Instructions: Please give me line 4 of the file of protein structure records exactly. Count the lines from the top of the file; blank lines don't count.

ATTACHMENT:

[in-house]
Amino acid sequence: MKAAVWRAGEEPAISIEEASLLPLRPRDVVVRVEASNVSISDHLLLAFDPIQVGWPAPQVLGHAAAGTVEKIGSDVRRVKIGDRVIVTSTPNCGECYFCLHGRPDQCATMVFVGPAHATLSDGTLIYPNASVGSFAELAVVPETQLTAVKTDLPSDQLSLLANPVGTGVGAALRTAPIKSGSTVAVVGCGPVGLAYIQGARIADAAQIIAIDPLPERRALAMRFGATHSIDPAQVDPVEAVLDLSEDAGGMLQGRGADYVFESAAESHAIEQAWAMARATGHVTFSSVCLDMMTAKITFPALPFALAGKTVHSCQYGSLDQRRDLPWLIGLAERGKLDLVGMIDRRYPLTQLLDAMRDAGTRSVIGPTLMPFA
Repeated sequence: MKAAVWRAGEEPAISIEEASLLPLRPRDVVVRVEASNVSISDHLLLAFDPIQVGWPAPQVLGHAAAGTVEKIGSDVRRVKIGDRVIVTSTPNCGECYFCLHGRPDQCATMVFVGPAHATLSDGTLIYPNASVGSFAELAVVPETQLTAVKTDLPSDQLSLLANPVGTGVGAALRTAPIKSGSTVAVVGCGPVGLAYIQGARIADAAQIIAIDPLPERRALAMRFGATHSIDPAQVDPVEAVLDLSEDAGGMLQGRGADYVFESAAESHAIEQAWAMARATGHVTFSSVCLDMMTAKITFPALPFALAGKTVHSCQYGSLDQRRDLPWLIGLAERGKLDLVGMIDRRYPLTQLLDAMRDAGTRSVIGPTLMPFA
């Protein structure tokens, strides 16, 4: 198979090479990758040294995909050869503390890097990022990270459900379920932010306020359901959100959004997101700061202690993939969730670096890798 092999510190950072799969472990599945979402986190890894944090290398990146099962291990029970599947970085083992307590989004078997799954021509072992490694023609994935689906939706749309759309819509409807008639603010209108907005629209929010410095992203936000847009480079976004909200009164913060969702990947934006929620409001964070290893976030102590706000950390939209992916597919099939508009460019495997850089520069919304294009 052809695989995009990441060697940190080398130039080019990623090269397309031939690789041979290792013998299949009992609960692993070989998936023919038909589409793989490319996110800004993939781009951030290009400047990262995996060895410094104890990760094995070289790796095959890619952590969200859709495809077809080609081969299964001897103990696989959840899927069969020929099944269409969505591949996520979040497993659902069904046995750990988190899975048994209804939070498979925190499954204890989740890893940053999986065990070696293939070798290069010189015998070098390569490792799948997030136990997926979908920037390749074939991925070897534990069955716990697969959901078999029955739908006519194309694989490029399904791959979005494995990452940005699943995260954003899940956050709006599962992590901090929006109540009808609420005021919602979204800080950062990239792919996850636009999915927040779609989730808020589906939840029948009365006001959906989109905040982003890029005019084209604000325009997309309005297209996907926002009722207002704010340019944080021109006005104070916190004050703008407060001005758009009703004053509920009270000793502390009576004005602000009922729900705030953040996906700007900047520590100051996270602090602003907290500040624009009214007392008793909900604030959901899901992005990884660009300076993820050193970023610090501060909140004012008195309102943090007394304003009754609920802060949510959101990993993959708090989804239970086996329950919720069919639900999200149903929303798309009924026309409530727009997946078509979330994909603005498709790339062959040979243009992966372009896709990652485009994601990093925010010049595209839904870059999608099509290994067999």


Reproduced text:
């Protein structure tokens, strides 16, 4: 198979090479990758040294995909050869503390890097990022990270459900379920932010306020359901959100959004997101700061202690993939969730670096890798 092999510190950072799969472990599945979402986190890894944090290398990146099962291990029970599947970085083992307590989004078997799954021509072992490694023609994935689906939706749309759309819509409807008639603010209108907005629209929010410095992203936000847009480079976004909200009164913060969702990947934006929620409001964070290893976030102590706000950390939209992916597919099939508009460019495997850089520069919304294009 052809695989995009990441060697940190080398130039080019990623090269397309031939690789041979290792013998299949009992609960692993070989998936023919038909589409793989490319996110800004993939781009951030290009400047990262995996060895410094104890990760094995070289790796095959890619952590969200859709495809077809080609081969299964001897103990696989959840899927069969020929099944269409969505591949996520979040497993659902069904046995750990988190899975048994209804939070498979925190499954204890989740890893940053999986065990070696293939070798290069010189015998070098390569490792799948997030136990997926979908920037390749074939991925070897534990069955716990697969959901078999029955739908006519194309694989490029399904791959979005494995990452940005699943995260954003899940956050709006599962992590901090929006109540009808609420005021919602979204800080950062990239792919996850636009999915927040779609989730808020589906939840029948009365006001959906989109905040982003890029005019084209604000325009997309309005297209996907926002009722207002704010340019944080021109006005104070916190004050703008407060001005758009009703004053509920009270000793502390009576004005602000009922729900705030953040996906700007900047520590100051996270602090602003907290500040624009009214007392008793909900604030959901899901992005990884660009300076993820050193970023610090501060909140004012008195309102943090007394304003009754609920802060949510959101990993993959708090989804239970086996329950919720069919639900999200149903929303798309009924026309409530727009997946078509979330994909603005498709790339062959040979243009992966372009896709990652485009994601990093925010010049595209839904870059999608099509290994067999």